Setting up Server Side Auth with Supabase and NextJS

Supabase X Nextjs


When it comes to choosing your stack for your next SaaS project, NextJS is a must choice in the react ecosystem, NextJS also make a good match with an Open source firebase alternative. In this post, I will show you how to integrate the supabase auth logic in NextJS in an idiomatic way.

Setting up a custom App

irst, we will need to create the pages/_app.tsx. This will allow us to create reusable logic among our App. In this React Component page, we will use the SDK provided by supabase to handle authentification.

// pages/_app.tsx
import { supabase } from "../../utils/supabase";

function MyApp({ Component, pageProps }: AppPropsWithLayout) {
 supabase.auth.onAuthStateChange((event, session) => {
  fetch("/api/auth", {
    method: "POST",
    headers: new Headers({ "Content-Type": "application/json" }),
    credentials: "same-origin",
    body: JSON.stringify({ event, session }),

return (
  <Component {...pageProps} />

This piece of code will allow performing a POST HTTP request to our future API route pages/api/auth.ts with metadata event and session an object that contains key pieces of information (auth cookie) about the user who is logged or not.

We are listening to any changes that could happen related to authentication (sign in, sign out, etc…) thanks to the supabase SDK auth. Once an event happens, we will immediately tell the server-side that the auth state has changed, then the server-side will update his state accordingly.

The good news as said earlier is that supabase is open source, which means that you can check what’s going on under the hood. For our use case, the logic happens here.

Setting up API Route Auth

Once the client is ready to send the event and session events, we need to create the function server-side that will receive that payload to interpret it.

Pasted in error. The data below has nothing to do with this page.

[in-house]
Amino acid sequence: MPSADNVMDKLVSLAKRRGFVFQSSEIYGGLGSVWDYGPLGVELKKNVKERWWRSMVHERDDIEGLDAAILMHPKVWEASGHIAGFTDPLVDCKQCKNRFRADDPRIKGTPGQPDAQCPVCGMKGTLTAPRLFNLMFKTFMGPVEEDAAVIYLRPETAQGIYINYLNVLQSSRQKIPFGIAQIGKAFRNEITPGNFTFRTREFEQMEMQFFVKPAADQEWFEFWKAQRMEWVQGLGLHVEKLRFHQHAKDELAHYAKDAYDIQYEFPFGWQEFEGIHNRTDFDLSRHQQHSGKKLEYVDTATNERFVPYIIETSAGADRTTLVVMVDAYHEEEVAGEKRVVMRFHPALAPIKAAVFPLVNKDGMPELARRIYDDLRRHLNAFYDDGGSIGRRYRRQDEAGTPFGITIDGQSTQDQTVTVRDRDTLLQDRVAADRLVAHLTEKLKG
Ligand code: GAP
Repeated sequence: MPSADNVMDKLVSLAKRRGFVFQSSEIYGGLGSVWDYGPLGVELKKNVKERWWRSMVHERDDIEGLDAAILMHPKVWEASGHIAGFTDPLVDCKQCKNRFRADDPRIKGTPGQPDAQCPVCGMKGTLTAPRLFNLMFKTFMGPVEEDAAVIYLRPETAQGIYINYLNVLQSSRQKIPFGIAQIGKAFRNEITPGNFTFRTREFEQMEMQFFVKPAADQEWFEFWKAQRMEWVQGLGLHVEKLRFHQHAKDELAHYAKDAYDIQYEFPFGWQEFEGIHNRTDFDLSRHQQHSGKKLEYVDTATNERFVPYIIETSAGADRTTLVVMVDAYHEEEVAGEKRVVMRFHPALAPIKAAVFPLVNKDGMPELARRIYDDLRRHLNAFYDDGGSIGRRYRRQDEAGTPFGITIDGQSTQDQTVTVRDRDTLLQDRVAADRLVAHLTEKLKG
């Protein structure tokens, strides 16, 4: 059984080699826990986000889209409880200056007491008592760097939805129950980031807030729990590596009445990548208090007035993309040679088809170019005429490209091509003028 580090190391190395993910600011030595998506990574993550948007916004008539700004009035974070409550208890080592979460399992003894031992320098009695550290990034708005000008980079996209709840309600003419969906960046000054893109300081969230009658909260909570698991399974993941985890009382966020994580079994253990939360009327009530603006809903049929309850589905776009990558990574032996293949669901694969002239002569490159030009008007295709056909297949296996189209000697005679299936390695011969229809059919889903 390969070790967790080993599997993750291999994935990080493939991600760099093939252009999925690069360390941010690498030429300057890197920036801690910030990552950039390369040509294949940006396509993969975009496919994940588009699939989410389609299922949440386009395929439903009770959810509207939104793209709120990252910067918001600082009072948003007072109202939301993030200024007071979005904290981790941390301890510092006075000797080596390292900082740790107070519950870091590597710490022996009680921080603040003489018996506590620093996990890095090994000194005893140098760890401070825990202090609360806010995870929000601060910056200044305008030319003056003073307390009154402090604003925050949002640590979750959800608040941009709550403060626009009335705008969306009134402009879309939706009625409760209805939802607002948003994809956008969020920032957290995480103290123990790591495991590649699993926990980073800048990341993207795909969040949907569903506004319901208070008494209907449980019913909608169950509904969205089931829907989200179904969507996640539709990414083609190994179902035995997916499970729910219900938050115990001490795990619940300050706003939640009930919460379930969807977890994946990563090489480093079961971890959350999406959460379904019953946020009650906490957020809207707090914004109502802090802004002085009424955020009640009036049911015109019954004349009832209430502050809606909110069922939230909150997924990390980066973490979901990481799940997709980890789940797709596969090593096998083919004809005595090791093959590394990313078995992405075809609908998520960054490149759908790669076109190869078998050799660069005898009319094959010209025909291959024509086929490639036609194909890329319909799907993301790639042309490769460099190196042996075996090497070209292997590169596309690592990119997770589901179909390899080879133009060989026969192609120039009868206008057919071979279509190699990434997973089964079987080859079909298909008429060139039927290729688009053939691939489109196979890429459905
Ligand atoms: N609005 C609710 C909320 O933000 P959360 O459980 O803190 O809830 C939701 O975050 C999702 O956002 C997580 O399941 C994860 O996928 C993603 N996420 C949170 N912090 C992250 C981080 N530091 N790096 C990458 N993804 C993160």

// pages/pages/api/auth.ts
import { NextApiRequest, NextApiResponse } from "next";
import { supabase } from "../../utils/supabase";

export default function handler(req: NextApiRequest, res: NextApiResponse) {
 // Set the auth cookie.
 supabase.auth.api.setAuthCookie(req, res);

We are using again the supabase object that gives access to the set of API related to auth. setAuthCookie is using the under the hood the Set-Cookie HTTP header that allows the user agent to store a cookie that will be used in a near future.

We are already almost done!

Protecting routes

We now have the ability to protect our route thanks to the getServerSideProps function of NextJS.

// pages/protectedRoute.tsx
import { GetServerSideProps } from "next";
import { supabase } from "../../utils/supabase";

const Protected = ({ user }: IProps) => {
  return <div>JSON.stringify(user)</div>

export const getServerSideProps: GetServerSideProps = async ({ req }) => {
 // Get our logged user
 const { user } = await supabase.auth.api.getUserByCookie(req);
 // Check if the user is logged
 if (user === null) {
  // Redirect if no logged in
  return { props: {}, redirect: { destination: "/auth/login" } };
 // If logged return the user
 return { props: { user } };
export default Protected;

The function is really straightforward, it will look in the cookie of the request if there is any auth cookie available to consume.

If an auth cookie is present, the function will fetch the user associated with the cookie from the backend and return his metadata.

On the other hand, if no auth cookie is detected, the API will not be able to fetch that user and then return null value, to indicate it.

Then, once we have our result, we will use the special API that getServerSideProps is providing, by either redirecting the user to the login page before he could reach the client rendered or making him access to the page asked with the desired props.

Then, that getServerSideProps function should be replicated to every page your application logic ask for it. You can even do the inverse, for example when an already authenticated user navigates to the login page. You can redirect him to your main protected page instead.


It exists either the server-side way of doing it or the client-side way. It’s generally a better approach to do it server-side way whenever possible to avoid a few edge cases where the application could behave wrongly.

Everything on the client side could be reached, so it means we should never trust the client side. On the other hand, on the server-side, it is way more secure and hard to tweak.

I hope you will find it useful!